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ABSTRACT: OBJECTIVES: Children born very preterm (VPT) are at high risk of educational delay, yet few guidelines exist for the early identification of those at greatest risk. Using a school readiness framework, this study examined relations between preschool neurodevelopmental functioning and educational outcomes to age 9 years. METHODS: The sample consisted of a regional cohort of 110 VPT (<= 32 weeks' gestation) and 113 full-term children born during 1998-2000. At corrected age 4 years, children completed a multidisciplinary assessment of their health/motor development, socioemotional adjustment, core learning skills, language, and general cognition. At ages 6 and 9, children's literacy and numeracy skills were assessed using the Woodcock-Johnson III Tests of Achievement. RESULTS: Across all readiness domains, VPT children were at high risk of delay/impairment (odds ratios 2.5-3.5). Multiple problems were also more common (47% vs 16%). At follow-up, almost two-thirds of VPT children were subject to significant educational delay in either literacy, numeracy or both compared with 29% to 31% of full-term children (odds ratios 3.4-4.4). The number of readiness domains affected at age 4 strongly predicted later educational risk, especially when multiple problems were present. Receiver operating characteristic analysis confirmed >= 2 readiness problems as the optimal threshold for identifying VPT children at educational risk. CONCLUSIONS: School readiness offers a promising framework for the early identification of VPT children at high educational risk. Findings support the utility of >= 2 affected readiness domains as an effective criterion for referral for educational surveillance and/or additional support during the transition to school.Pediatrics 08/2014; 134(3). DOI:10.1542/peds.2013-3865 · 5.30 Impact Factor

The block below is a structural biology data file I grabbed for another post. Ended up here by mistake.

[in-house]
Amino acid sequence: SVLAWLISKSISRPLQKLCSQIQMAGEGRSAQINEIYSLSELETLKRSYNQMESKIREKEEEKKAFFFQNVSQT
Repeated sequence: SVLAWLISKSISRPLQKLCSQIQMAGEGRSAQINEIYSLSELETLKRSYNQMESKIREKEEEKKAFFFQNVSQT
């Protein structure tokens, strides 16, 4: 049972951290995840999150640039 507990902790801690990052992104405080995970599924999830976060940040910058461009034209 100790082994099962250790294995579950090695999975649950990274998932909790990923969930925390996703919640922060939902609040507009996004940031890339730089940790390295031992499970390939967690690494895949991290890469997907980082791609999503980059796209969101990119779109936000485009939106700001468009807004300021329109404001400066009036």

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ABSTRACT: We previously reported decreased transfusions and donor exposures in preterm infants randomized to Darbepoetin (Darbe) or erythropoietin (Epo) compared with placebo. As these erythropoiesis-stimulating agents (ESAs) have shown promise as neuroprotective agents, we hypothesized improved neurodevelopmental outcomes at 18 to 22 months among infants randomized to receive ESAs. We performed a randomized, masked, multicenter study comparing Darbe (10 μg/kg, 1×/week subcutaneously), Epo (400 U/kg, 3×/week subcutaneously), and placebo (sham dosing 3×/week) given through 35 weeks' postconceptual age, with transfusions administered according to a standardized protocol. Surviving infants were evaluated at 18 to 22 months' corrected age using the Bayley Scales of Infant Development III. The primary outcome was composite cognitive score. Assessments of object permanence, anthropometrics, cerebral palsy, vision, and hearing were performed. Of the original 102 infants (946 ± 196 g, 27.7 ± 1.8 weeks' gestation), 80 (29 Epo, 27 Darbe, 24 placebo) returned for follow-up. The 3 groups were comparable for age at testing, birth weight, and gestational age. After adjustment for gender, analysis of covariance revealed significantly higher cognitive scores among Darbe (96.2 ± 7.3; mean ± SD) and Epo recipients (97.9 ± 14.3) compared with placebo recipients (88.7 ± 13.5; P = .01 vs ESA recipients) as was object permanence (P = .05). No ESA recipients had cerebral palsy, compared with 5 in the placebo group (P < .001). No differences among groups were found in visual or hearing impairment. Infants randomized to receive ESAs had better cognitive outcomes, compared with placebo recipients, at 18 to 22 months. Darbe and Epo may prove beneficial in improving long-term cognitive outcomes of preterm infants.PEDIATRICS 05/2014; 133(6). DOI:10.1542/peds.2013-4307 · 5.30 Impact Factor